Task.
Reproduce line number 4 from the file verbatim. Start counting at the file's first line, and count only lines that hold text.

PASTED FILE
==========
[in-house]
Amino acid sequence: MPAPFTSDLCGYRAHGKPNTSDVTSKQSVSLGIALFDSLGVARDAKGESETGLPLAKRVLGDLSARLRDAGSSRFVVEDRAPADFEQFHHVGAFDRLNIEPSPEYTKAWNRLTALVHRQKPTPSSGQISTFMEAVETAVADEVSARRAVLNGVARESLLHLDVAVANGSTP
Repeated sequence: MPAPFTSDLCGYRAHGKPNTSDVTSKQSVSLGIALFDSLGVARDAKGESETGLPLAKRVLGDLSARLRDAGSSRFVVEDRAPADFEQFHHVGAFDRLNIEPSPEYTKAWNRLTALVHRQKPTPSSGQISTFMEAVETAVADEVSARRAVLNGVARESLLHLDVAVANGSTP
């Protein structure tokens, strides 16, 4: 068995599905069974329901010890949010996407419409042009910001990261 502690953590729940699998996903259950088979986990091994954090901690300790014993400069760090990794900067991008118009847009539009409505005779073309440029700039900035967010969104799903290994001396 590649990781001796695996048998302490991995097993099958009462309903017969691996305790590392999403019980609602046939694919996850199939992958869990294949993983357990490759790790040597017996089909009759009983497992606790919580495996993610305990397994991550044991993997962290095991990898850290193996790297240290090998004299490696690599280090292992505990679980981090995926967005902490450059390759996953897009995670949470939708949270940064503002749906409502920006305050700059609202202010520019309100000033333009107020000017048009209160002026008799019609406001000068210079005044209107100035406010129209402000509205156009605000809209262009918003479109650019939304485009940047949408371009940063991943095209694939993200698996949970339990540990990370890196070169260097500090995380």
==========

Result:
């Protein structure tokens, strides 16, 4: 068995599905069974329901010890949010996407419409042009910001990261 502690953590729940699998996903259950088979986990091994954090901690300790014993400069760090990794900067991008118009847009539009409505005779073309440029700039900035967010969104799903290994001396 590649990781001796695996048998302490991995097993099958009462309903017969691996305790590392999403019980609602046939694919996850199939992958869990294949993983357990490759790790040597017996089909009759009983497992606790919580495996993610305990397994991550044991993997962290095991990898850290193996790297240290090998004299490696690599280090292992505990679980981090995926967005902490450059390759996953897009995670949470939708949270940064503002749906409502920006305050700059609202202010520019309100000033333009107020000017048009209160002026008799019609406001000068210079005044209107100035406010129209402000509205156009605000809209262009918003479109650019939304485009940047949408371009940063991943095209694939993200698996949970339990540990990370890196070169260097500090995380």